Wind energy is becoming increasingly prevalent across the globe. Both onshore and offshore wind farm installations show continued growth and wind is targeted as one of the main components to a fossil fuel free world. But with this prevalence there are growing concerns that wind farms are dangerous for particular species in the environment.
A variety of concerns are raised when wind farms are constructed for the human and nonhuman alike. It continues to be an ongoing debate in many locations as to whether the actual sound and vibrations from wind turbines are detrimental to human inhabitants nearby. Another common concern for wind turbines moving into areas is increased deaths of birds.
This is an especially prevalent concern for areas with bird species which are endangered. While environmental reviews often clear wind farms of harm for wildlife, concerns are still raised regarding the number of deaths caused by spinning turbines. However, wind energy advocates are attempting to assuage fears by pointing to the structures and beings already common to this world which are killing large numbers of birds, often forgotten or unknown by the public.
According to wind energy experts, wind turbines cause between ten and forty thousand bird deaths per year in the United States. While this number is significant, especially if the deaths are for endangered species, it only accounts for 0.1 percent of bird deaths estimated in the U.S. each year.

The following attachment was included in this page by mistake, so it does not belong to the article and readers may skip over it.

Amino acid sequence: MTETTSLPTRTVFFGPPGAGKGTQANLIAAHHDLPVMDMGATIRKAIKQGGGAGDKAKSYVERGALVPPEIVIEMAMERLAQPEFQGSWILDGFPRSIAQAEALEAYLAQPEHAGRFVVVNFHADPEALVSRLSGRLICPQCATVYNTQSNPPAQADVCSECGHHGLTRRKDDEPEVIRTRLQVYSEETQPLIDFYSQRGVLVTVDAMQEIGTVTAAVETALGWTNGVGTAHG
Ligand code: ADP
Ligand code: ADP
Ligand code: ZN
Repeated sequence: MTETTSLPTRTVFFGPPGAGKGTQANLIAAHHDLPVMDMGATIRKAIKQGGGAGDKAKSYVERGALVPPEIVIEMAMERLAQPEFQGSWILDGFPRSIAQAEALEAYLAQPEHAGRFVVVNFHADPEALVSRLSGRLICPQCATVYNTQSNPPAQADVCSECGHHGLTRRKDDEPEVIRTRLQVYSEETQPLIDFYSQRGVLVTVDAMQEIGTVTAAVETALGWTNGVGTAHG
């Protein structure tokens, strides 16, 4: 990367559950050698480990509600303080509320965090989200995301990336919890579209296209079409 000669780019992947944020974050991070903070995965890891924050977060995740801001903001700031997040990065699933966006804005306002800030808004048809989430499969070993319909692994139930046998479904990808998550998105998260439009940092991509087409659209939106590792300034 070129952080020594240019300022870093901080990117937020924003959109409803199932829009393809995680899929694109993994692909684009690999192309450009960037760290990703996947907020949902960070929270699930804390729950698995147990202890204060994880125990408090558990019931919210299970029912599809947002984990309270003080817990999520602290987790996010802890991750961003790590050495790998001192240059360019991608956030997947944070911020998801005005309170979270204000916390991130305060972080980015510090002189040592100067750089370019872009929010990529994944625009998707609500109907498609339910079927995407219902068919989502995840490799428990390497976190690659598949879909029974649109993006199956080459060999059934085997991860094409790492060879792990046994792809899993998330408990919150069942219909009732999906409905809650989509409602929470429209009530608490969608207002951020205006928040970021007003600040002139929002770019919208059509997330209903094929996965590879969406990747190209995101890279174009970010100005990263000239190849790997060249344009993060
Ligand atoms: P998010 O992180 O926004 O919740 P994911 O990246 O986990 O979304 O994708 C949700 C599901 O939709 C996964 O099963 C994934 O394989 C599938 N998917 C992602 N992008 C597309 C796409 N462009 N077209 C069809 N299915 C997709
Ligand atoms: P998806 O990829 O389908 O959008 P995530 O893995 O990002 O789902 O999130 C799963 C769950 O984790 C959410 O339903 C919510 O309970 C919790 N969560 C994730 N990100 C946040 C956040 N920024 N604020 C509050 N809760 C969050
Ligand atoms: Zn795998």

Domestic cats pose a greater risk to birds in the U.S. and globally currently than any other being or structure, according to experts. The exact figure is unknown, but domestic and feral cats are considered to cause the deaths of hundreds of millions of birds each year in the U.S. alone. Power lines and windows are the next biggest threats to birds as upwards of 174 million deaths and 100 million to 1 billion deaths are considered caused by them each year respectively. Pesticides are estimated to cause 70 million deaths per year, while automobiles are estimated to cause between 60 and 80 million.